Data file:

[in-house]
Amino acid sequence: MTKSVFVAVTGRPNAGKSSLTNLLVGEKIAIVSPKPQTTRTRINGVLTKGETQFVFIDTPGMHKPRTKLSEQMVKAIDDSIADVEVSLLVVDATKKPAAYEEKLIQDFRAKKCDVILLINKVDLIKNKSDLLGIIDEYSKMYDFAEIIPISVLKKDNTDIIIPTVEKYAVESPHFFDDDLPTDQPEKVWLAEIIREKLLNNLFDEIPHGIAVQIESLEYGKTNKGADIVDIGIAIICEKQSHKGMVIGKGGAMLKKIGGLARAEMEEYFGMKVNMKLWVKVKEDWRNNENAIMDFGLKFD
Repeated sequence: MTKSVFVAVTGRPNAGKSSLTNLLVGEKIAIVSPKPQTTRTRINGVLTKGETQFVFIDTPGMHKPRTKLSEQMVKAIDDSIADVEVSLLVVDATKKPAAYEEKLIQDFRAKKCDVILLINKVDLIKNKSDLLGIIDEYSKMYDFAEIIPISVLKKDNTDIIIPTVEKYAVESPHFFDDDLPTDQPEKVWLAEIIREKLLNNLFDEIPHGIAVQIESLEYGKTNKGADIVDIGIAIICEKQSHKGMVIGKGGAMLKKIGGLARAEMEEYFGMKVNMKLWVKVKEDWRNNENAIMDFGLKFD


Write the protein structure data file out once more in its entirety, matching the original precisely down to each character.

[in-house]
Amino acid sequence: MTKSVFVAVTGRPNAGKSSLTNLLVGEKIAIVSPKPQTTRTRINGVLTKGETQFVFIDTPGMHKPRTKLSEQMVKAIDDSIADVEVSLLVVDATKKPAAYEEKLIQDFRAKKCDVILLINKVDLIKNKSDLLGIIDEYSKMYDFAEIIPISVLKKDNTDIIIPTVEKYAVESPHFFDDDLPTDQPEKVWLAEIIREKLLNNLFDEIPHGIAVQIESLEYGKTNKGADIVDIGIAIICEKQSHKGMVIGKGGAMLKKIGGLARAEMEEYFGMKVNMKLWVKVKEDWRNNENAIMDFGLKFD
Repeated sequence: MTKSVFVAVTGRPNAGKSSLTNLLVGEKIAIVSPKPQTTRTRINGVLTKGETQFVFIDTPGMHKPRTKLSEQMVKAIDDSIADVEVSLLVVDATKKPAAYEEKLIQDFRAKKCDVILLINKVDLIKNKSDLLGIIDEYSKMYDFAEIIPISVLKKDNTDIIIPTVEKYAVESPHFFDDDLPTDQPEKVWLAEIIREKLLNNLFDEIPHGIAVQIESLEYGKTNKGADIVDIGIAIICEKQSHKGMVIGKGGAMLKKIGGLARAEMEEYFGMKVNMKLWVKVKEDWRNNENAIMDFGLKFD